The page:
Poetic Address to the Nation hosted by new Philly Poet Laureate

 Philadelphia's Poet Laureate Yolanda Wisher. (Emma Lee/WHYY)

Philadelphia's Poet Laureate Yolanda Wisher. (Emma Lee/WHYY)

This weekend, Philadelphia’s poet laureate will host her first poetry event since earning this accolade. Yolanda Wisher will deliver a national Poetic Address to the Nation.

This is a gig she committed to well before she was named the city’s poet laureate. The Poetic Address to the Nation public workshops were held in 100 cities across the country. The story circles prompted people to send messages they would want the next President to hear, and to describe how they feel they belong in this country; or, as the case may be, how they feel they do not belong here.

Those stories were then uploaded to a central online portal, accessed by selected poets to use as material for new work. Those poets include Cathy Linh Che, LaTasha Diggs, Denice Frohman, Ross Gay, Bob Holman, Margaret Randall, Tanaya Winder, and the current poet laureate of Los Angeles, Luis Rodriguez.

Their poems and selected stories from the story circles will be performed this weekend at the Painted Bride in Philadelphia’s Old City, during an event hosted by Wisher.

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“There’s no one poem that can speak the state of the union. There’s no one poet that can hold that voice,” said Wisher. “It’s really an amalgam — a stew is a good metaphor — of a lot of different voices.”

Wisher, herself, is working on her own poem for the occasion. “I will hopefully finished it by Saturday,” she said.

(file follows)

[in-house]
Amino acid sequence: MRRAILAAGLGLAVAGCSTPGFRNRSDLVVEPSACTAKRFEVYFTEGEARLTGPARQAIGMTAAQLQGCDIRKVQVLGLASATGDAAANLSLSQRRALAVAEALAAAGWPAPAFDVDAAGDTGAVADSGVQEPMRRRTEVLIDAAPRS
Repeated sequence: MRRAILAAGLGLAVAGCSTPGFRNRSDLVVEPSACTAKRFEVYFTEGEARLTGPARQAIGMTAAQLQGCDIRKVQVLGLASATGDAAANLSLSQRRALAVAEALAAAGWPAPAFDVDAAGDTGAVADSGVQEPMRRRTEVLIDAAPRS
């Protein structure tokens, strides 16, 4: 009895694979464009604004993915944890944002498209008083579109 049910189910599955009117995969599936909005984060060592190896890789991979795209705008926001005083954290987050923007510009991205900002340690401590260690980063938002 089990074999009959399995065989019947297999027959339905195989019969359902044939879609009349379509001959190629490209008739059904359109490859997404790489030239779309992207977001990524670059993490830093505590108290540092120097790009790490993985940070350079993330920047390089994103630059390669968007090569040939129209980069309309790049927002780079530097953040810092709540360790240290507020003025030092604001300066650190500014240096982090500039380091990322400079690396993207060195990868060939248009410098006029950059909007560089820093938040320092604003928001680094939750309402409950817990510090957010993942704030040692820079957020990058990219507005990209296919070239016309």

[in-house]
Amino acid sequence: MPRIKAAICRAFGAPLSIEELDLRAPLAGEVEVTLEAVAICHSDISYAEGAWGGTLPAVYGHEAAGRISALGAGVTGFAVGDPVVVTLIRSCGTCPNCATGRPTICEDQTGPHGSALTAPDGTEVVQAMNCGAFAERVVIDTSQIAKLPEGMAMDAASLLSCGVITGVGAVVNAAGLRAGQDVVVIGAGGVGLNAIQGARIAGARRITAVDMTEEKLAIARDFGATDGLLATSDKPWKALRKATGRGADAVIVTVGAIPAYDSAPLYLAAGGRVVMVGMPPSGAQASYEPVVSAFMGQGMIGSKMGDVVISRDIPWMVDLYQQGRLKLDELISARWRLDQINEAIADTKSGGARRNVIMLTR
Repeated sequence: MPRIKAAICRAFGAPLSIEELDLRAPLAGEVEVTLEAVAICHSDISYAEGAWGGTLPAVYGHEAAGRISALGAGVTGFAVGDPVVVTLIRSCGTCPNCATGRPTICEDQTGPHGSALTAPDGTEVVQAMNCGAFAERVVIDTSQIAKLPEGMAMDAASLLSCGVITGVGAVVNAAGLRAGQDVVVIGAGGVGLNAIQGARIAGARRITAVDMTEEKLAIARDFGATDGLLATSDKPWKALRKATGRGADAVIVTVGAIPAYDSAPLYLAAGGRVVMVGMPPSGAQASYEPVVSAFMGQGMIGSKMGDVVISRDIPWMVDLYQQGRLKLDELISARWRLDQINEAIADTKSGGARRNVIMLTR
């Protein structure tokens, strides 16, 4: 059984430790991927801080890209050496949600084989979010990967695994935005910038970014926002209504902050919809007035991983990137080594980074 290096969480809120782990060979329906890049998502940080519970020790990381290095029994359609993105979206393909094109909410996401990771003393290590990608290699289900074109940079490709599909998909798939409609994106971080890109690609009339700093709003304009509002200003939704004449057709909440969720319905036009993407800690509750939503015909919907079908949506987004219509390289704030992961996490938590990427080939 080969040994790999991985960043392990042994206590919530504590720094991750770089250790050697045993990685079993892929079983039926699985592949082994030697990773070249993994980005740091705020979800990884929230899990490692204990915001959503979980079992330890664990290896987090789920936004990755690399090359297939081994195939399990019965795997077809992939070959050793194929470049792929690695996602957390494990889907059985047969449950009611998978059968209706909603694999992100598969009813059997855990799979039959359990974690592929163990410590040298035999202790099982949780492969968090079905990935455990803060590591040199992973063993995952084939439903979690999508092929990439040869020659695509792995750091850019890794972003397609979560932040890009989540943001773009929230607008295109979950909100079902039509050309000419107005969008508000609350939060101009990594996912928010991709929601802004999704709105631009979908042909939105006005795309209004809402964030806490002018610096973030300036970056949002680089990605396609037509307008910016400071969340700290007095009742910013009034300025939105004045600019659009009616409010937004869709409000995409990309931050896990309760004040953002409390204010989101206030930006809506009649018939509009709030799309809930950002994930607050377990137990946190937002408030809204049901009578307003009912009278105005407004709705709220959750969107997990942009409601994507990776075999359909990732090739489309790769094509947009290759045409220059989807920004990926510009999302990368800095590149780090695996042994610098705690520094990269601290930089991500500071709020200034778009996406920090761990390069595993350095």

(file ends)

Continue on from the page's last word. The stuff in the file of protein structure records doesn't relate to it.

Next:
Most of the poems will be sonnets, a form with a strict structure traditionally used for poems about unrequited love. Here’s a taste of what Wisher is working on:

This sonnet is a porch upon which I want to writeThis little ditty in my cityThis little sonnet for America, our union, our state, our countryThe blue bonnet and the red rage and the white liesBut I’d be so damned mad, I’d be so damned saddenedAll the time.

“I grew up on porches in Montgomery County and Philly,” said Wisher. “Stoops and porches were these places of community, a stage where you could perform your identity, your family, and your community politics.”

This is the second Poetic Address to the Nation, coordinated by an artist organization called the U.S. Department of Arts and Culture — which is not actually a government agency. The poems will be performed only in Philadelphia, and streamed live over the internet. Many of the participants of the story circle workshops are coordinated their own viewing parties in their respective cities.

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